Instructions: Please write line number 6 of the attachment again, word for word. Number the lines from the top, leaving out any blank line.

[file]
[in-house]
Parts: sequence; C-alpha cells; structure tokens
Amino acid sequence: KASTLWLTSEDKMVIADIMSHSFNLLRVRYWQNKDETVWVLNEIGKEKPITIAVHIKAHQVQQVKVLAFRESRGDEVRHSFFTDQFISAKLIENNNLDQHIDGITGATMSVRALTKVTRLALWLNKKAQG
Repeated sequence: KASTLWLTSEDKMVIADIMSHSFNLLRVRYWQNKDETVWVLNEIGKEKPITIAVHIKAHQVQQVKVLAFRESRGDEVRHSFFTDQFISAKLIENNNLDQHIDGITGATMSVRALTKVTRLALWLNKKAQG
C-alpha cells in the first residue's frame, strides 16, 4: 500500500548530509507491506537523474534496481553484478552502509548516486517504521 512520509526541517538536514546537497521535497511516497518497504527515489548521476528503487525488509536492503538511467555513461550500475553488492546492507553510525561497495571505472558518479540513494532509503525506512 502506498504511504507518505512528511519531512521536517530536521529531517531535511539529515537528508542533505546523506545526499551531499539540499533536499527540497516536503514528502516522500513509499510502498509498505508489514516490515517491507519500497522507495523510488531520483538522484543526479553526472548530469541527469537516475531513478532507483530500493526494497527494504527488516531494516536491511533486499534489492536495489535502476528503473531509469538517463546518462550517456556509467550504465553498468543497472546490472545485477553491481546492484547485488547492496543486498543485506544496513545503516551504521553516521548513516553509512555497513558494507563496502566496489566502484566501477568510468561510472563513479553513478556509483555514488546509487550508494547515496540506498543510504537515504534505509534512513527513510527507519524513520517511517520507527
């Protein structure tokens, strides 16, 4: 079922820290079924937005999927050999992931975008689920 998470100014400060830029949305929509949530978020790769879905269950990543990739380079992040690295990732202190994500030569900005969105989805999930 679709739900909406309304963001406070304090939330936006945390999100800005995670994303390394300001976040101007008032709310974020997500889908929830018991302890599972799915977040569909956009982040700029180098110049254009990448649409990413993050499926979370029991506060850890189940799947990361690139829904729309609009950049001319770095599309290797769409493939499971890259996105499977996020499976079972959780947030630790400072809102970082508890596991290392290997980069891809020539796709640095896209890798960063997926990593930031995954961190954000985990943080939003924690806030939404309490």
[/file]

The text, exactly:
């Protein structure tokens, strides 16, 4: 079922820290079924937005999927050999992931975008689920 998470100014400060830029949305929509949530978020790769879905269950990543990739380079992040690295990732202190994500030569900005969105989805999930 679709739900909406309304963001406070304090939330936006945390999100800005995670994303390394300001976040101007008032709310974020997500889908929830018991302890599972799915977040569909956009982040700029180098110049254009990448649409990413993050499926979370029991506060850890189940799947990361690139829904729309609009950049001319770095599309290797769409493939499971890259996105499977996020499976079972959780947030630790400072809102970082508890596991290392290997980069891809020539796709640095896209890798960063997926990593930031995954961190954000985990943080939003924690806030939404309490």